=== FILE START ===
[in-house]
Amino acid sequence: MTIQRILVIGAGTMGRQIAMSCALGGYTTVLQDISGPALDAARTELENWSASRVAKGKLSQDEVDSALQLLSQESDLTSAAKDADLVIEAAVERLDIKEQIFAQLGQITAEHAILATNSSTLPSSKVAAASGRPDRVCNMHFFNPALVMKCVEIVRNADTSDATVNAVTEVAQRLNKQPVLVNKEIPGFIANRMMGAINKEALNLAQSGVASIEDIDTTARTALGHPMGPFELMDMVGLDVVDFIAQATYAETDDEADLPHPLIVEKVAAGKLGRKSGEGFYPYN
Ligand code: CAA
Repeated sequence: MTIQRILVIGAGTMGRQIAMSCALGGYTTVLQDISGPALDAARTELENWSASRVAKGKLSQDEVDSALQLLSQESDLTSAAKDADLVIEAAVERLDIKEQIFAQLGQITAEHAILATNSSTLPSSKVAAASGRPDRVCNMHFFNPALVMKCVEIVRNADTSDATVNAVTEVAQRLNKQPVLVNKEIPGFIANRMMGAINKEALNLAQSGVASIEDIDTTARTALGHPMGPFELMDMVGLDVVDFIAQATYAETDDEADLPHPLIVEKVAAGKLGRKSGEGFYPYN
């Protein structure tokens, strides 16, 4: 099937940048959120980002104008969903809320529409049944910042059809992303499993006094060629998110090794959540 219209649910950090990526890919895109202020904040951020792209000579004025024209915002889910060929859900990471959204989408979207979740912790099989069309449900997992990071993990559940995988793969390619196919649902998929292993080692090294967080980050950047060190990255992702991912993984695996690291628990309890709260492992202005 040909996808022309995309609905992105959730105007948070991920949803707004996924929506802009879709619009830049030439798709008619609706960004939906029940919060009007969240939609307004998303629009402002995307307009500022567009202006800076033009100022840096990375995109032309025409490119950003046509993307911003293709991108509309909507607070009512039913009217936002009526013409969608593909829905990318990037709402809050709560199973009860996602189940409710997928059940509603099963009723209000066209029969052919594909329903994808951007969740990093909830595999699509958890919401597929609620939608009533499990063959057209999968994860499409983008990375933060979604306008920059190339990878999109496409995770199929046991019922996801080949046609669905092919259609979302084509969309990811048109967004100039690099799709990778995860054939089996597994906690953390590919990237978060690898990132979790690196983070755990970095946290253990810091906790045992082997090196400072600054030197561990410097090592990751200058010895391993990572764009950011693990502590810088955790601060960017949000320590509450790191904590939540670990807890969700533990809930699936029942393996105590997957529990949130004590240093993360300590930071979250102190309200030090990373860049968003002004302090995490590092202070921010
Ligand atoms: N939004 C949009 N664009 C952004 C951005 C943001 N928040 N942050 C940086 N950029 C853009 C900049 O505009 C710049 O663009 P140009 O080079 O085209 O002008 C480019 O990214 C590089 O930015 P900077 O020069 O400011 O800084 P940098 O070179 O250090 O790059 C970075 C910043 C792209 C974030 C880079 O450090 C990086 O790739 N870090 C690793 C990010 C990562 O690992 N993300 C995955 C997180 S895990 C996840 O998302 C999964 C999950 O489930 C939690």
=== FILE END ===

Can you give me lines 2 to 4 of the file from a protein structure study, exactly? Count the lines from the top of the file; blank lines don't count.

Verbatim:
Amino acid sequence: MTIQRILVIGAGTMGRQIAMSCALGGYTTVLQDISGPALDAARTELENWSASRVAKGKLSQDEVDSALQLLSQESDLTSAAKDADLVIEAAVERLDIKEQIFAQLGQITAEHAILATNSSTLPSSKVAAASGRPDRVCNMHFFNPALVMKCVEIVRNADTSDATVNAVTEVAQRLNKQPVLVNKEIPGFIANRMMGAINKEALNLAQSGVASIEDIDTTARTALGHPMGPFELMDMVGLDVVDFIAQATYAETDDEADLPHPLIVEKVAAGKLGRKSGEGFYPYN
Ligand code: CAA
Repeated sequence: MTIQRILVIGAGTMGRQIAMSCALGGYTTVLQDISGPALDAARTELENWSASRVAKGKLSQDEVDSALQLLSQESDLTSAAKDADLVIEAAVERLDIKEQIFAQLGQITAEHAILATNSSTLPSSKVAAASGRPDRVCNMHFFNPALVMKCVEIVRNADTSDATVNAVTEVAQRLNKQPVLVNKEIPGFIANRMMGAINKEALNLAQSGVASIEDIDTTARTALGHPMGPFELMDMVGLDVVDFIAQATYAETDDEADLPHPLIVEKVAAGKLGRKSGEGFYPYN